> hopeful and idealistic. To learn from 1968, you can't indulge the
> notion that mere mass protest is enough. Certainly there are plenty of
> people who remember Tienanmen Square who'll tell you the same thing.
>

I didn't think that at all. it would be quiet childish to think that
blackout alone was responsible for the change in the political position.
There were a whole host of issues, WMF worked in conjunction with several
other internet properties, albeit without prior coordination, to put a
united front and a public stance on what it believed in. The same two
things I am arguing for now. I really hope you don't think lobbying alone
could have achieved that; if your argument is, lobbying in addition to
blackout could have achieved that, then my earlier argument of ROI applies,
which generated more of a response? As far as our impact goes, WMF could
have spent 10 times of what Google did on lobbying, and it wouldn't have
compared to the impact the blackout generated.

This is not about mass protest, the opinions greatly out-weigh in one
direction over the other.


>
> > That is sadly the impression I have, along with a lot of others. I am
> not an
> > american but that has been the view cultivated by several years of
> following
> > american politics, tech news and listening to the likes of Jon stewart,
> > Huffpo and other reputed sources.
>
> Better than following the reputed sources is to lead them -- to make
> the news and not merely consume it. The reason the news media are
> called "media" is that they "mediate" -- you're not getting direct
> experience, but only what media believe will capture your attention
> and/or entertain you. Consider for example the works if this
> influential Canadian (almost as influential in my life as Canadians
> Sue Gardner and Jay Walsh ;) --
> http://en.wikipedia.org/wiki/Marshall_McLuhan .
>


There is a spectrum of what is considered Media. I'm not sure about new
media being mediators but it is indeed a medium, a means of communication,
like the internet or Wikipedia. We are Media too, Mike.

My opinions are my own, based on reputed 3rd party sources, and expert
opinions, kind of like Wikipedia. I chose them, they are of course
conflicting ones out there, but they are as good as any others.

Regards
Theo

P.S. Hi Jorm, whatcha think? ;)
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Re: Politico: "Wikimedia foundation hires lobbyists on sopa, pipa" [ In reply to ]
On Sun, Jan 22, 2012 at 2:24 PM, Gregory Varnum
<gregory.varnum@gmail.com> wrote:
> Basically a charity in the USA can spend up to 20% of its expenses on "direct lobbying" of related issues.

20% of the first $500,000, 15% of the next $500,000, 10% of the next
$500,000, and 5% of the rest, with a cap of $1 million.

The limit for "grassroots lobbying", such as the blackout, is 25% of that.

And this is all only if they make an election under 501(h).

>> Basically that means they can say "this is good and that's good" - but they can't actually endorse a party or individual.

This is grassroots lobbying, not direct lobbying.

Pursuant to requirements imposed by the Internal Revenue Service, any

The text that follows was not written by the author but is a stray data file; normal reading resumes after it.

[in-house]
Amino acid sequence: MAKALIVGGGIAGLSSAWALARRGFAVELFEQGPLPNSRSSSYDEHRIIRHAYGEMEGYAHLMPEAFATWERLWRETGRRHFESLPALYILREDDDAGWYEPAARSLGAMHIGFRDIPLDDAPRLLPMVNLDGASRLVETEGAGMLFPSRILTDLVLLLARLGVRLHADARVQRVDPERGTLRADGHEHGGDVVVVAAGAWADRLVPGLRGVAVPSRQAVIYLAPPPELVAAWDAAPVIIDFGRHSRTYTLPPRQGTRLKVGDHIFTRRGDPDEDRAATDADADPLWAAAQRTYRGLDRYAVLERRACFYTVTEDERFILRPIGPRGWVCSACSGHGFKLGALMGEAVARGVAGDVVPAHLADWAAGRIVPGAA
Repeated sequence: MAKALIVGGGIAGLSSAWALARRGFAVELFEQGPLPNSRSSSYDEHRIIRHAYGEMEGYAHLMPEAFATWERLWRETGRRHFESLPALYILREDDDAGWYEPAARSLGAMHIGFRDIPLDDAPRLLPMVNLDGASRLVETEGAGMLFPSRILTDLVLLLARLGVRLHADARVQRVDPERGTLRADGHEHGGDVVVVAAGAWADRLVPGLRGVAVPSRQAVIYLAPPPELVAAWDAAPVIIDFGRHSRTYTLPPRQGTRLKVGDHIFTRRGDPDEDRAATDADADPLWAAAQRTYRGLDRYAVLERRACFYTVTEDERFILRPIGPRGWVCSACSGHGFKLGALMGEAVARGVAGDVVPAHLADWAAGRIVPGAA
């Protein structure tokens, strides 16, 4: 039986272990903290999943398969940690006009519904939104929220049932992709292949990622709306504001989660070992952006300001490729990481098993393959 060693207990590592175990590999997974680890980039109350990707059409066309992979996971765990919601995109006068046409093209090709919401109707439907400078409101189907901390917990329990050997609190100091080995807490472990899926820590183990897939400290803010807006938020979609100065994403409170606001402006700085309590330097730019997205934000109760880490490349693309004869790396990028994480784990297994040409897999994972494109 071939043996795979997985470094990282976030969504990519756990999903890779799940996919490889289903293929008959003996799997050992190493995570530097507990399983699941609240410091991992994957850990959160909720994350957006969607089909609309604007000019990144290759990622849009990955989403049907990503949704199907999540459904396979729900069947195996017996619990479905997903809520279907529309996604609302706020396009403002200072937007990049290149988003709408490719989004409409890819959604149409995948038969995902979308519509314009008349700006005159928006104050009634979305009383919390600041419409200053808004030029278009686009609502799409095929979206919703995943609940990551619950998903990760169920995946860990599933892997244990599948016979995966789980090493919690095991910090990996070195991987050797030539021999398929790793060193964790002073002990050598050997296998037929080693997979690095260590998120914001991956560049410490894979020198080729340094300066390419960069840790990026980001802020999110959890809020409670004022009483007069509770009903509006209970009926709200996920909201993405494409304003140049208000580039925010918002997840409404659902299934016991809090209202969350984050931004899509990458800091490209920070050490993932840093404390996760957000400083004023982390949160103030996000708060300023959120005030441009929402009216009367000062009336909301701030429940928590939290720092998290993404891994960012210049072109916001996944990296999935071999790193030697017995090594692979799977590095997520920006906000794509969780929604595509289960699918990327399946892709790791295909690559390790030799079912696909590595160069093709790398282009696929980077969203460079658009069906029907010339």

tax advice contained in this communication (including any attachments)
is not intended to be used, and cannot be used, for purposes of
avoiding penalties imposed under the United States Internal Revenue
Code or promoting, marketing or recommending to another party any tax
related matter.

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Re: Politico: "Wikimedia foundation hires lobbyists on sopa, pipa" [ In reply to ]
On Sun, Jan 22, 2012 at 7:32 PM, Theo10011 <de10011@gmail.com> wrote:

> This is an area I have no expertise in. My nascent understanding of the
> legal implication of those legislations aside, I, like others usually defer
> to more respected opinions. The Citizens United ruling for example has been
> criticized by President Barak Obama....

I don't believe I suggested that Citizens United hasn't been
criticized by knowledgeable people. (I'm a critic too.) President
Obama, as a former constitutional law professor, for example, has
surely read both Bellotti and Citizens United. What I said,
specifically, was that when I read popular discussions of Citizens
United online, more often than not I'm reading commentary from someone
who hasn't read the cases.

> You can read more about them in the rather large section on the criticism
> section of the ruling page.
> (http://en.wikipedia.org/wiki/Citizens_United_v._Federal_Election_Commission#Criticisms)
>

My habit is to read the decision directly rather than read the
Wikipedia entry. No reflection on Wikipedia, of course -- it's just
that as a practicing attorney I am professionally driven to consult
primary sources.

> Well, that was my point, according to recent rulings, money is speech and
> corporations are people, albeit according to a naive but widely help
> understanding of it, one that is shared by several prominent professors at
> law.

My own habit is to read the cases directly, since I often must discuss
them with fellow lawyers who have also read the cases.

> We are Media too, Mike.

Just so. And it's something I never forget. All media must be received